I'd been there so long I'd stopped caring about death. I wasn't afraid and just accepted everything. But when I realized I'd completely and utterly obliterated a human being from existence, it was absolute mental torture; it made the possibility of getting killed there very real again.
Mom and Dad split up when I was four, but he was never out of the picture. Holiday family dinners were always our thing. New Year's and Fourth of July, Dad and I always talked about US and world history on the pier, or watched fireworks over San Francisco. All the way up until last year.
Ultimately, his lungs were failing and he couldn't get enough oxygen. The day before admitting him to hospice, his doctors set up a meeting to discuss what to do next. He didn't want to be put on a ventilator, and there was little else they could do.
Maybe four hours before he passed he had me sit him up. He took me by the hands and said, "I… I think I want to turn the oxygen off," and gave me a hug. He took his mask off, and I made the nurse leave. Then I helped to lay him back and held his hand.
I don't recall when his eyes stopped moving, but they didn't close. He was still breathing, slower, but not trying, not here anymore. I realized his hand was completely limp at that point, more so than when you're just asleep. My internal dialogue just repeated over and over: You've had my back my whole life, and I've got yours until the end, and then finally, I'm really going to miss talking with you .
After I just sort of walked around the room with my hands on my head wondering, What the fuck now? I put all his things in a garbage bag, and carried it outside. I did right by him without question. He made the choice himself; I just helped him to act. I am beyond proud of him for not forcing me to make the choice on my own.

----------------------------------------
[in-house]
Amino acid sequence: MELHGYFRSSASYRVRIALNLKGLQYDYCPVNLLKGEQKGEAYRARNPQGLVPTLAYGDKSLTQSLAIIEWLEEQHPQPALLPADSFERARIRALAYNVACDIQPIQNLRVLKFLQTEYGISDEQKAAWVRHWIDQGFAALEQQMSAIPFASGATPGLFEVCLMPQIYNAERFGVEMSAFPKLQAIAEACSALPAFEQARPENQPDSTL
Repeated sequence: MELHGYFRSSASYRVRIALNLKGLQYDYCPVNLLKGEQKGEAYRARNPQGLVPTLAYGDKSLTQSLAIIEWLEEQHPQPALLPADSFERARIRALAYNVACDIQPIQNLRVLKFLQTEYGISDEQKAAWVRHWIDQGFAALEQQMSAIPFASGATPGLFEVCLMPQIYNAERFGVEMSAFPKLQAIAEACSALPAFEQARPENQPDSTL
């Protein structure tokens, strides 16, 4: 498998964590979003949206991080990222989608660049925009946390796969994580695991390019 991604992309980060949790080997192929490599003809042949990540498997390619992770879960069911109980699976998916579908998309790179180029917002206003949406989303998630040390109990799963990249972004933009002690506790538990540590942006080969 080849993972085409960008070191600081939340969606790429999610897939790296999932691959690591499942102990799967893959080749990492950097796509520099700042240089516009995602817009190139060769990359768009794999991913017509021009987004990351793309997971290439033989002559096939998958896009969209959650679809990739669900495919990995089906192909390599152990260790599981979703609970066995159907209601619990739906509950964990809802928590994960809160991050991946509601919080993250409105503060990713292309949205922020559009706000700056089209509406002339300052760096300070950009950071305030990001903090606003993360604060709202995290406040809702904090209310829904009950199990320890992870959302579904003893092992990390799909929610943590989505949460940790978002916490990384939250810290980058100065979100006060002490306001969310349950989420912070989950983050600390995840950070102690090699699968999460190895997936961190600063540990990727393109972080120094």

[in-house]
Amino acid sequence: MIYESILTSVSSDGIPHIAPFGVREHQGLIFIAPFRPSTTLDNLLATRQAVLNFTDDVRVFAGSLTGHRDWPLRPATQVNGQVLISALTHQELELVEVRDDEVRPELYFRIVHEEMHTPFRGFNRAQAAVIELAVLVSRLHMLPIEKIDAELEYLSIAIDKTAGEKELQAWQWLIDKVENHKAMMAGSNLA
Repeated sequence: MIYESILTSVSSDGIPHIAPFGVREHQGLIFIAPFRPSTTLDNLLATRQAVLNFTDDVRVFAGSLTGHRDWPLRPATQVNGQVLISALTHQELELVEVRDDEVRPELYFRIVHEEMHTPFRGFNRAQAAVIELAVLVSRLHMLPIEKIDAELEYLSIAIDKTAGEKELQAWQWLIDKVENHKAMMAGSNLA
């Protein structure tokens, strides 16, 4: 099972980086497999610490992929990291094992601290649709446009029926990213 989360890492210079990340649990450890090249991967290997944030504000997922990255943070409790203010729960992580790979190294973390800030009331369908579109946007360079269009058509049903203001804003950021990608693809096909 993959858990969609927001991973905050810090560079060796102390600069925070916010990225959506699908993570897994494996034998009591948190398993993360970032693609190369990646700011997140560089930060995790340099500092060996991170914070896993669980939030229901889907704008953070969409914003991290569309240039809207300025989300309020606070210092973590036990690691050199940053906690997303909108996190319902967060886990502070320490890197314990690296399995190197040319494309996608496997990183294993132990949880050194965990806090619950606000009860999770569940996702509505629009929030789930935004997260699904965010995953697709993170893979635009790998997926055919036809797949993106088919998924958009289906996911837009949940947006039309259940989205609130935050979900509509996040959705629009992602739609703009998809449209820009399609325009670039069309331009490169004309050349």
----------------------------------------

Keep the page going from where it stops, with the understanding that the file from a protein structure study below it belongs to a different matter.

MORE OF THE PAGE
This all happened in rural north Florida. I was 18 but never one for going out and partying, so I was at home alone on the computer, just surfing. Around nine o'clock I heard the window in the living room being smashed in.
Honestly, I don't remember thinking much about what to do. I just went for my unloaded shotgun under my bed, grabbed the four shells from my bedside stand, and loaded them without racking one in the breach. After I set my defense, I called 911 and told the operator there was an intruder at my house. She was just telling me to not fight back when the intruder broke through my bedroom door. I had my shotgun leveled directly at his center of mass. I racked it, and yelled at him to get out. He just stood there, staring as if weighing up his odds. Then he moved suddenly and pulled a pistol from the front of his pants.
This part worries me: I didn't hesitate a second. As soon as his hand gripped the pistol, I fired. The first shot destroyed his chest cavity and his spine. He collapsed. Second shot blew open the better part of his head. The 911 operator was calling for me to answer. She was shaken by what happened, and she was very relieved when she heard my voice come through on the line. I just told her that I was OK, and the intruder was dead. She stayed on the line with me until the cops arrived.
After that I went out to the front porch with my grandfather. I just remember throwing up and crying. It doesn't sit well with me at all that I took a life. It is against human nature to take what God has given to every man and woman. But put in the same situation again, I would still pull the trigger. I will protect my life and the lives of those I love.